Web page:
• Most of China's CBM volumes are from basins in the North and Northeast, the Sichuan basin in the Southwest, and the Junggar and Tarim basins in the West. FGE reported that CBM production in 2012 was 441 Bcf from both surface wells and coal mines, and China targets about 700 Bcf of output by the end of 2015, according to the IEA. China also intends to increase the utilization rates from less than 40% to over 60% by the end of 2015, reducing the significant production waste. Although CBM production is increasing, company developers face regulatory hurdles, technical challenges, a lack of pipeline infrastructure from coal mining areas to gas markets, and high development costs. At times, there are conflicting interests between governing bodies when dealing with mineral and land rights. The local governments hold rights to coal mines, whereas the central government has rights to natural gas and CBM. China's State Council issued a policy guideline in September 2013 encouraging investment in CBM exploration and development and more pipeline infrastructure through financial incentives and tax breaks to producers and reform of local price controls.
  • China's first commercial CBM pipeline became operational in late 2009, linking the Qinshui Basin with the West-to-East pipeline. Two additional long-distance pipelines have become operational, and several more are under construction. China also uses many small liquefaction plants and trucks to transport CBM to demand centers.
  • China is rapidly approving CTG projects as China encounters higher natural gas demand alongside supply shortfalls and as coal remains an abundant resource,. China is set to produce gas from its first CTG plant at the beginning of 2014. The Datang plant located in the northern province of Inner Mongolia is one of four CTG projects coming online to supply Beijing with more natural gas by 2015. These plants are slated to fulfill China's targeted CTG production of 530 Bcf by the end of 2015.
  • Sinopec recently began construction of China's largest CTG project that will be located in the northwestern Xinjiang province and has a design capacity of 1,058 Bcf/y. The plant is scheduled to come online in 2017 and connect with pipelines carrying the natural gas towards eastern China. So far, the NDRC has approved 12 large-scale CTG projects with a total capacity of 2,800 Bcf/y that is scheduled to come online by 2017. Many more facilities are in the planning phases, but CTG projects face high capital costs required to develop the attendant infrastructure, require scarce water resources, and produce high levels of emissions. These factors could affect the potential construction of many of these projects.
  • Most of China's proven shale gas resources reside in the Sichuan and Tarim basins in the southern and western regions and in the northern and northeastern basins. EIA estimates from its most recent report on shale oil and gas resources that China's technically recoverable shale gas reserves are 1,115 Tcf, the largest shale gas reserves in the world.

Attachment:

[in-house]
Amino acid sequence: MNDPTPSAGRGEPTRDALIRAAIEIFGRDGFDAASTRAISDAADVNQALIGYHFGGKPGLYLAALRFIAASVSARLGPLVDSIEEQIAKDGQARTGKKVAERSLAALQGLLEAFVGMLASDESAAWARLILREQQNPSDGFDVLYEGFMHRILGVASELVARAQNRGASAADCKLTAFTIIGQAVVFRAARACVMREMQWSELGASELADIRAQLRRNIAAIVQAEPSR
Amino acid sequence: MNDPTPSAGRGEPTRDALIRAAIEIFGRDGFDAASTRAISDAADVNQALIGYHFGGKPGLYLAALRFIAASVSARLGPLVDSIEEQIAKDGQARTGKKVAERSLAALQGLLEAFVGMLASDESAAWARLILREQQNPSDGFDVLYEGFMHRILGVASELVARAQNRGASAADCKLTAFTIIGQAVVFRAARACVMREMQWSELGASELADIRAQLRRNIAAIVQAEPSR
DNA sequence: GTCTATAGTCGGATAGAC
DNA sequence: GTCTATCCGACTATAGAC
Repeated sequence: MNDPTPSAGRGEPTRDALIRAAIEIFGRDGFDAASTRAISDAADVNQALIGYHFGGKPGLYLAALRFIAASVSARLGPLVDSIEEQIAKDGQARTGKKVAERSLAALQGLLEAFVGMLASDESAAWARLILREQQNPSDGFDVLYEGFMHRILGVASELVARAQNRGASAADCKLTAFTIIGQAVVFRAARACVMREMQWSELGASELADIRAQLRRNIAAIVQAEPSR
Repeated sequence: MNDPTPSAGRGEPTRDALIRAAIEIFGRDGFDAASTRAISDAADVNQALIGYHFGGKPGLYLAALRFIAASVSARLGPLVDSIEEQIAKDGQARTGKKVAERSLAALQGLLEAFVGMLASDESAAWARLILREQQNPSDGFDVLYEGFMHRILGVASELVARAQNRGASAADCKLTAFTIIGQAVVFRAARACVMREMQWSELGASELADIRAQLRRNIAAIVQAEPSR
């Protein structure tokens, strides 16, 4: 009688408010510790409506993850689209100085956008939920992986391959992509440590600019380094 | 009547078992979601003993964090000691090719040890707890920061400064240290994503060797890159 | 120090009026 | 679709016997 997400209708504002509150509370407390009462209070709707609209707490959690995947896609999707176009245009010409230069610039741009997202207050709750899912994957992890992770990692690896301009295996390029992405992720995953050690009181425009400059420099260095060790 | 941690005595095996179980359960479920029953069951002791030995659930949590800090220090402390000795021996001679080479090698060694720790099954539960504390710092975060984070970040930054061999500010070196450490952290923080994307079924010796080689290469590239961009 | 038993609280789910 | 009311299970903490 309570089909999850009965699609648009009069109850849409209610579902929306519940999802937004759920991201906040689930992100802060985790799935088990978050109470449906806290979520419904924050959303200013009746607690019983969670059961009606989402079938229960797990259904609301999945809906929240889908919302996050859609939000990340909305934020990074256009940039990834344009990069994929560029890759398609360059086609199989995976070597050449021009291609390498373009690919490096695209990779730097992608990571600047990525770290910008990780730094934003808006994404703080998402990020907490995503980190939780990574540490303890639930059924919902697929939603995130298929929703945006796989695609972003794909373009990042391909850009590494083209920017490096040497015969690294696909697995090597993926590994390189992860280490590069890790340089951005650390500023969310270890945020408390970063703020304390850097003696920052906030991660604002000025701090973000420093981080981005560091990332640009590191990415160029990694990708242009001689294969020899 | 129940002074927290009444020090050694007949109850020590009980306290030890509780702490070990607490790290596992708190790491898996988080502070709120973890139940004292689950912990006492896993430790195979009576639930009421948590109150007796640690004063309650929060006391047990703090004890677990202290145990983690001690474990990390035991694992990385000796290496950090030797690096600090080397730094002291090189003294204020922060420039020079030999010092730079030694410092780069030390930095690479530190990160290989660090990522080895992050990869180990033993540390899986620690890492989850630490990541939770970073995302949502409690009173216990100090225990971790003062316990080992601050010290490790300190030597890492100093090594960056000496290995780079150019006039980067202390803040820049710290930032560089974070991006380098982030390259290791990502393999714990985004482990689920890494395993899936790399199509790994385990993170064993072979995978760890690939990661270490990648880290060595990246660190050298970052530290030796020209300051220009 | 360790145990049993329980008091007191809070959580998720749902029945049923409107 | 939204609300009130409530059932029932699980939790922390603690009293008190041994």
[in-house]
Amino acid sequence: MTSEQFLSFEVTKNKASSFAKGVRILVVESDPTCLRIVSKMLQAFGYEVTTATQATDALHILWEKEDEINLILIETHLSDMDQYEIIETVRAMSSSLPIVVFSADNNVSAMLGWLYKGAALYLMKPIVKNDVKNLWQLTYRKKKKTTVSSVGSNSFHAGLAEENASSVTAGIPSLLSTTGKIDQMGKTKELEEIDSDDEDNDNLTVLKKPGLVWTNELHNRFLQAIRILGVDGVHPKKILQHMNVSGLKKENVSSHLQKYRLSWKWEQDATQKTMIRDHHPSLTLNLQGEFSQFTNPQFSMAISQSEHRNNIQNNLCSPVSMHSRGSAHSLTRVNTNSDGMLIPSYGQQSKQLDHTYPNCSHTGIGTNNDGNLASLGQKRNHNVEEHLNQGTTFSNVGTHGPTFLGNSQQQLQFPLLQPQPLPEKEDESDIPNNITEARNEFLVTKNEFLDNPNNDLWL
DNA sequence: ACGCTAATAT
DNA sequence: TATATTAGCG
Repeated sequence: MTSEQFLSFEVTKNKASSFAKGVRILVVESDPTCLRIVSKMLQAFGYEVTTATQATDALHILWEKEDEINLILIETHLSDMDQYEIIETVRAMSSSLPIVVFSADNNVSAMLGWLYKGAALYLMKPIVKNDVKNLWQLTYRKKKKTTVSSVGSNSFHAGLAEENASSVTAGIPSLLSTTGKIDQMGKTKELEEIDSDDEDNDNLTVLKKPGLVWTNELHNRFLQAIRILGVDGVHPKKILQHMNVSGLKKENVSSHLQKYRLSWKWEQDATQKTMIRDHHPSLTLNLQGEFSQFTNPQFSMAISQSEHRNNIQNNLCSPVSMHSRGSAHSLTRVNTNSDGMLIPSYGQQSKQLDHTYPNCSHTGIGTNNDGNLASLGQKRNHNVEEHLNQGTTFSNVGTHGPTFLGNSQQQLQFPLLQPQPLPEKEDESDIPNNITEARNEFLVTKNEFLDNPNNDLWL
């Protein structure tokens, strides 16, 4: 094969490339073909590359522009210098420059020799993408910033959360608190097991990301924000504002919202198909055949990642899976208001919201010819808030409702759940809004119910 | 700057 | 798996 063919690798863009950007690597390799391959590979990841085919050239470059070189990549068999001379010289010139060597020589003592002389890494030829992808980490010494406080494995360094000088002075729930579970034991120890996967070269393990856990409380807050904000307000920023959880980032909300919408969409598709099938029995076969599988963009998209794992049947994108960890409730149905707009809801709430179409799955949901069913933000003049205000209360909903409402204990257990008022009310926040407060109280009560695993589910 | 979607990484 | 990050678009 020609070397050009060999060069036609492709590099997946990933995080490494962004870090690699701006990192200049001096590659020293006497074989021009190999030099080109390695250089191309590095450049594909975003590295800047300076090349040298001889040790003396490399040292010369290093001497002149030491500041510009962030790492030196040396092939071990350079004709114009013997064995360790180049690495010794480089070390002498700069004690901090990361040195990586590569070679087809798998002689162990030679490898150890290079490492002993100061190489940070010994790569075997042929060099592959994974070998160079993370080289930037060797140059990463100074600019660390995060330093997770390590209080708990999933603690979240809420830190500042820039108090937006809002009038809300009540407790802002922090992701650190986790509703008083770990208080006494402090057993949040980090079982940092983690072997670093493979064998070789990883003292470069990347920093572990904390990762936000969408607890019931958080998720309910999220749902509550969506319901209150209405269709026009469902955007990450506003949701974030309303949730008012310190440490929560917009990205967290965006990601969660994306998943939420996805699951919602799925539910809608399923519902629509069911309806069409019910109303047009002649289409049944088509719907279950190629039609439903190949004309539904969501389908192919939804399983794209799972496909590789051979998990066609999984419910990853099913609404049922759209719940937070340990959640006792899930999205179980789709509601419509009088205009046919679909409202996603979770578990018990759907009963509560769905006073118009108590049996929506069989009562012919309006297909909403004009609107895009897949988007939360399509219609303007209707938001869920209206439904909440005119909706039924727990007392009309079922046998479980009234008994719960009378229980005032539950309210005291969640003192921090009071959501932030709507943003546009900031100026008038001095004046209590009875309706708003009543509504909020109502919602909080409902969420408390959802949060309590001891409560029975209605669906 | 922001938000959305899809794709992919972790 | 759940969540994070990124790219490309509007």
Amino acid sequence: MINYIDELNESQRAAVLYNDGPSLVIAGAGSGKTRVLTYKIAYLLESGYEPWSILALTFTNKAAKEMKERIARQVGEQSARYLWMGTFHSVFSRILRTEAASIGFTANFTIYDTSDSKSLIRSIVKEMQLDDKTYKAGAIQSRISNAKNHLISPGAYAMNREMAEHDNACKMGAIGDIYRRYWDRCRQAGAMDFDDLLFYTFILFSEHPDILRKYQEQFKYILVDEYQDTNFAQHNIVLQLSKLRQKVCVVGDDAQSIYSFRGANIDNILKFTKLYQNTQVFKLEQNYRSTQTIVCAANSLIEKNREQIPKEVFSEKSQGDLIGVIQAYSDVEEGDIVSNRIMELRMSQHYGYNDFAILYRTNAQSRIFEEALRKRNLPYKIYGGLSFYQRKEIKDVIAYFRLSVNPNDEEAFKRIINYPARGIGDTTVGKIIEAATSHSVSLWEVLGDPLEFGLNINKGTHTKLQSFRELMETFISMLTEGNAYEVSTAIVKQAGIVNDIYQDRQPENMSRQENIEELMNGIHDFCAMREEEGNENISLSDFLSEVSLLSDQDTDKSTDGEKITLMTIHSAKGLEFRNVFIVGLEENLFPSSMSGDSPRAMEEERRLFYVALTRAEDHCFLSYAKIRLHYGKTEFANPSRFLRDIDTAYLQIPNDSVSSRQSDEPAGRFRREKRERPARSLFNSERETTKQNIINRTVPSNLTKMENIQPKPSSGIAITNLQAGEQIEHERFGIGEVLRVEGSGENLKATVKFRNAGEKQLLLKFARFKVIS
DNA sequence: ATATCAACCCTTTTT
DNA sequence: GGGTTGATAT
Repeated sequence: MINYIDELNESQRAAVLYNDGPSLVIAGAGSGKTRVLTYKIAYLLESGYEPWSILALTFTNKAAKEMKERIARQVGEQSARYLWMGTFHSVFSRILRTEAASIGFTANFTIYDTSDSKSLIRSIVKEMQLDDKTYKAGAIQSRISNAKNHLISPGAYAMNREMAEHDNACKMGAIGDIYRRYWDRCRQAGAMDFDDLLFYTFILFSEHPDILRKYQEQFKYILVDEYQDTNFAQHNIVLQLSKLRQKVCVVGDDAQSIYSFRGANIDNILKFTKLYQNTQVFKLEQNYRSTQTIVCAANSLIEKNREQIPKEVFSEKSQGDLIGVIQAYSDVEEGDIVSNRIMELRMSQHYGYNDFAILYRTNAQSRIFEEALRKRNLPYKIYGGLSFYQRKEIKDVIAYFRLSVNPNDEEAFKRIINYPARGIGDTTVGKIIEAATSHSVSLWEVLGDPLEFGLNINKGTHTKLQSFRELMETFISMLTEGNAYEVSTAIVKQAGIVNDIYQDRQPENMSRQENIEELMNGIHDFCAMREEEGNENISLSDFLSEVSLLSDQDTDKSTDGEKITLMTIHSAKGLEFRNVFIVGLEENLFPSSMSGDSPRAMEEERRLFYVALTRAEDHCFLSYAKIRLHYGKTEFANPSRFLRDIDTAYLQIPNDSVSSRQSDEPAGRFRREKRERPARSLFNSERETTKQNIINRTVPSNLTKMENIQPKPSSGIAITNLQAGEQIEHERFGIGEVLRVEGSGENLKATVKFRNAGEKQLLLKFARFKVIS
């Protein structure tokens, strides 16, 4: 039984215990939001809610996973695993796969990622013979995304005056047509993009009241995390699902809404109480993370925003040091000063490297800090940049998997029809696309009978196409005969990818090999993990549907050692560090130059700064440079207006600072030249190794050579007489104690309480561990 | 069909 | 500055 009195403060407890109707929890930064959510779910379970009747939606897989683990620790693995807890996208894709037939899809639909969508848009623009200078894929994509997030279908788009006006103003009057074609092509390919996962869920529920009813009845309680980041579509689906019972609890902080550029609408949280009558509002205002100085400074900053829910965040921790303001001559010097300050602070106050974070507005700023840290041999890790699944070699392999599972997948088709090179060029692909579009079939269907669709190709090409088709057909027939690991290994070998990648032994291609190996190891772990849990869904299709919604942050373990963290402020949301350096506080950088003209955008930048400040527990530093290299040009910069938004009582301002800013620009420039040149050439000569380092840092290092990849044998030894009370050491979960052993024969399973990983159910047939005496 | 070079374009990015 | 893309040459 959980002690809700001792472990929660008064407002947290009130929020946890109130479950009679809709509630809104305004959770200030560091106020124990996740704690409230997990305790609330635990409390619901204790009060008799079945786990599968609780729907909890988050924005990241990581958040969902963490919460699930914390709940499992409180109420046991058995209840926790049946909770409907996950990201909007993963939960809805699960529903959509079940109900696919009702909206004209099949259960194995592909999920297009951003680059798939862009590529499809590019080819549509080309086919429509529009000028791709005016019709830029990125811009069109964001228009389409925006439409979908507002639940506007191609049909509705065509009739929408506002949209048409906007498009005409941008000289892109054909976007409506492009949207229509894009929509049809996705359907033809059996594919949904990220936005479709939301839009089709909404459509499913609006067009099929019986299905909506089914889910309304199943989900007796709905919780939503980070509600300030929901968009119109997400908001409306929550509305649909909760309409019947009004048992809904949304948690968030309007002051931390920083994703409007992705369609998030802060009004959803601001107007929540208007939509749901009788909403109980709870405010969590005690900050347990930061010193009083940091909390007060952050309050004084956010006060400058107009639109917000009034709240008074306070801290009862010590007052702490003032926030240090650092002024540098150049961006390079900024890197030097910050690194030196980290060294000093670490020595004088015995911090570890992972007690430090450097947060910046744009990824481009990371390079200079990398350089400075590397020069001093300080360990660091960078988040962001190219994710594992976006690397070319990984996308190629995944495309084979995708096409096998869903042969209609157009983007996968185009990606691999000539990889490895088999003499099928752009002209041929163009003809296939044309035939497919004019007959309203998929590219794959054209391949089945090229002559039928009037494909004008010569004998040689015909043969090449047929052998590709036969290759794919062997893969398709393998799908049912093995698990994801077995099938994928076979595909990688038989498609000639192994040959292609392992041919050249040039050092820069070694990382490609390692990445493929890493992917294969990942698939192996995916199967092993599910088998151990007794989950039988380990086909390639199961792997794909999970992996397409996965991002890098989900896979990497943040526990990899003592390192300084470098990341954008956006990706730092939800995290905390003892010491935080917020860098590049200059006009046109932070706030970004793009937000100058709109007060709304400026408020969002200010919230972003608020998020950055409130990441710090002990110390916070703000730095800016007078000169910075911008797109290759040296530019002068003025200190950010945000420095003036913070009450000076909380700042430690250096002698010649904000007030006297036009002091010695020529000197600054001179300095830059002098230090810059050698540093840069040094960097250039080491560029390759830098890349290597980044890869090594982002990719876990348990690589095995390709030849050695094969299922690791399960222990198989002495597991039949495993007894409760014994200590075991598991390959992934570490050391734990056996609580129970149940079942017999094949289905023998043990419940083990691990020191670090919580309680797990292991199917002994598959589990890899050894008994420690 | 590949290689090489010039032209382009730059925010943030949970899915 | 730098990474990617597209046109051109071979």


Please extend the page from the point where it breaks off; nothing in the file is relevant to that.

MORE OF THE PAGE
• Resource estimates of other sources are lower, and China's Ministry of Land and Resources (MLR) reported total shale gas technical reserves were 883 Tcf in 2012. Shale gas production in 2012 was only 1.8 Bcf from test drilling in the Sichuan basin, falling far short of the Ministry of Land Resources' goal to produce 230 Bcf of shale gas by the end of 2015 and at least 2,100 Bcf by 2020. CNPC and Sinopec own almost 80% of China's shale gas resources, according to FGE, and together targeted shale gas production at around 95 Bcf in 2015. However, Sinopec's recent success in developing its Fuling gas field resulted in the company to doubling its shale gas output goal, making the government's overall shale gas targets more feasible.
  • China's NOCs are in discussion with several IOCs for partnering on potential shale gas projects in order to gain necessary technical skills and investment for developing these geologically challenging resources. CNPC and Shell signed the first PSC for the FushunYonghchuan block of shale gas in the Sichuan Basin in March 2012. Shell also has partnered with Sinopec and CNOOC on two other shale gas plays. After investing $950 million between 2011 and 2013 on shale gas exploration in China, Shell plans to spend another $1 billion each year for the next five years to develop these resources. Sinopec is working with Chevron and ConocoPhillips to explore shale gas resources in the Qiannan and Sichuan basins, respectively. On the reverse side, Chinese NOCs have been actively investing in shale oil and gas plays in North America to gain technical expertise in this arena.
  • China held its first shale gas licensing round in 2011 for four blocks in the Sichuan Basin and awarded the tenders to two Chinese companies, including Sinopec and Henan Coal. Tendering is available not only to NOCs but also to private and local companies, and foreign investors may participate indirectly if they hold a PSC contract with a participating Chinese firm. The State Council released shale gas from the jurisdiction of the NOCs, allowing the MLR to open a larger second bidding round in mid-2012. The MLR awarded 19 blocks to 16 domestic companies, mostly to coal producers, power companies, and local energy firms. Since these companies have limited shale gas experience and the capital required for such projects, they may partner with China's larger state-owned companies or foreign companies.